National Family Caregiver Support Program. Removes the age limitation of at least 60 years of age for grandparents to receive support and services while caring for their grandchildren due to parental incarceration.
Technical Amendment to Drug-Free Student Loan Provision. Ensures that the Drug-Free Student Loans provision only applies to offenses committed while receiving federal aid and encourages treatment.
Protection Against Dangerous Felons. Provides grants to states and local governments that may be used to develop or adopt procedures to ensure that dangerous felons are not released from prison prematurely.
Assessment Tools. Provides grants to states and local governments that may be used to utilize established assessment tools to assess the risk factors of returning inmates and prioritizing services based on risk.
Mentoring Grants. Provides grants to community-based organizations that may be used for mentoring of adult offenders or providing transitional services for re-integration into the community.
Demonstration Grants. Provides grants to states and local governments that may be used to provide mental health services, substance abuse treatment and aftercare, and treatment for contagious diseases to offenders in custody and after reentry into the community.
Collaboration with Community Colleges. Provides grants to states and local governments that may be used to facilitate collaboration among corrections and community corrections, technical schools, community colleges, and workforce development employment services.
Post-release Housing. Provides grants to states and local governments that may be used to provide structured post-release housing and transitional housing, including group homes for recovering substance abusers, through which offenders are provided supervision and services immediately following reentry into the community;
Family-Based Treatment. Provides grants to states and local governments that may be used to expand family-based treatment centers that offer family-based comprehensive treatment services for parents and their children as a complete family unit.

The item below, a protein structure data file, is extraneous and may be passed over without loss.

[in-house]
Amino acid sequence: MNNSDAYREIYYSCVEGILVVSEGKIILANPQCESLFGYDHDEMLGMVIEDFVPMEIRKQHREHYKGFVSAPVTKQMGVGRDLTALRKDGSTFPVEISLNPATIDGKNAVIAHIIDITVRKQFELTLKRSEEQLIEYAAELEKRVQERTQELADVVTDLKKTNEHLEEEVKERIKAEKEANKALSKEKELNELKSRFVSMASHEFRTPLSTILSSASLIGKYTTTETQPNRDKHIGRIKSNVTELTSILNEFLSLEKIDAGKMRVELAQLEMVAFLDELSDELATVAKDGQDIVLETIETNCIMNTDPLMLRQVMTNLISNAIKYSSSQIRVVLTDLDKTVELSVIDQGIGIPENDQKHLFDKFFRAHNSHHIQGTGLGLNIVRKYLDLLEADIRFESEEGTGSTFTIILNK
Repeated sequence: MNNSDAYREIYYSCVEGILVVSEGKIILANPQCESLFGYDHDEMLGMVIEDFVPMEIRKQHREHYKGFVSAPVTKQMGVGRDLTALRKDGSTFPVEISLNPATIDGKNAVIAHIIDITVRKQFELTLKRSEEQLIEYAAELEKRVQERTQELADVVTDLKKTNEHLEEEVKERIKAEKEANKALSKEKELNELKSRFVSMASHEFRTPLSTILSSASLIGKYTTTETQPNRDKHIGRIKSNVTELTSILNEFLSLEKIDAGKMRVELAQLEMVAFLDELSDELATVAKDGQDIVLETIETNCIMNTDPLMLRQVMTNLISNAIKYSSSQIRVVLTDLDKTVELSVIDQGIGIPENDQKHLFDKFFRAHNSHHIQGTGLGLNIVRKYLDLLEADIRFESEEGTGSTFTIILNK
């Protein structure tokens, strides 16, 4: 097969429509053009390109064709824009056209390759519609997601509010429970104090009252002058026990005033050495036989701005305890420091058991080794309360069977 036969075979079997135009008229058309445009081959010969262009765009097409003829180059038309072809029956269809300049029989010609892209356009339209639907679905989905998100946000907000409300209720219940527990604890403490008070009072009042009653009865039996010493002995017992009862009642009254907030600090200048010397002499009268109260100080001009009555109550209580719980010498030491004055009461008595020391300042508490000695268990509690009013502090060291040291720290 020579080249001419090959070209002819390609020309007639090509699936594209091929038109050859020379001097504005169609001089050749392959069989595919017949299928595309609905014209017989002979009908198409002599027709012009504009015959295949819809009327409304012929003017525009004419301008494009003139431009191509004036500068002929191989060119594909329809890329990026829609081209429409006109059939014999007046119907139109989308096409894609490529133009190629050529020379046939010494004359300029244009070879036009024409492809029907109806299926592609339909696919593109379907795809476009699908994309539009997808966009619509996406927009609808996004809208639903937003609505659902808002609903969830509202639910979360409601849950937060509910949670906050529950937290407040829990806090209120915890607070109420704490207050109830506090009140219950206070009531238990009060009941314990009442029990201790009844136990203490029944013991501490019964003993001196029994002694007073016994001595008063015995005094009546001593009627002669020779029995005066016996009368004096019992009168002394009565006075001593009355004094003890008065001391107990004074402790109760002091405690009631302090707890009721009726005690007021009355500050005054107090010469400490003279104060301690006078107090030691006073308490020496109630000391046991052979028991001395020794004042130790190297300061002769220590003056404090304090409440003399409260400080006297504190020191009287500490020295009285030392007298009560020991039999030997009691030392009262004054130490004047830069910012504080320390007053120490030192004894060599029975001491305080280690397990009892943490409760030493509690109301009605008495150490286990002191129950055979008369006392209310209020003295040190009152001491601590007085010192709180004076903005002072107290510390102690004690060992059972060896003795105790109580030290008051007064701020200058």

The Second Chance Act is a good bill. And, while I might be surprised that Cannon is plogging it, in retrospect, I shouldn't be. There is a srong communitarian instinct in Utah politics, that flows largely from the state's Mormon roots. No state has made more of a commitment to small class sizes in public elementary schools, and Utah was the first state to raise serious objections to the No Child Left Behind Act. A belief that treating substance abuse is a good way to deal with crime is natural in the state with the most restrictive alcohol laws in the Union. And, prison ministry, as well as a belief in the power of redemption, is a long time fixture of even conservative Christianity, and those attitudes are shared by the Church of Jesus Christ of Latter Day Saints.
Also, the bill avoids a great many hot button issues by being a spending bill, rather than than being a bill the chances actual criminal justice statutes. It is hard to pin a "soft on crime" label on someone who is simply spending money on people, generally speaking, once they have already been released from prison (and as recent statistics posted at this blog show, the vast majority of felons are not serving life terms and will re-enter the community). The closest the bill comes to anything other than straight spending is its loosening of the ban on student loans for people who have had drug convictions (something advocated in the area have long argued makes no sense in terms of rehabilitation).
Republicans are increasingly waking up to the fact that sometimes throwing smart money at a problem can solve it. Indeed, smart spending (like that of the Second Chance Act) can reduce dumb spending (like prison spending), far more easily than tax cuts can raise revenue (which rarely happens except on a temporary basis when there is a tax holiday, such as a recent deal the U.S. has offered corporations that which to repatriate their foreign holdings with a reduced tax cost).
Given the Bill's bipartisan backing, it has a very good chance of becoming law, and I don't oppose good law, even when I don't agree with those who back it on a variety of other measures.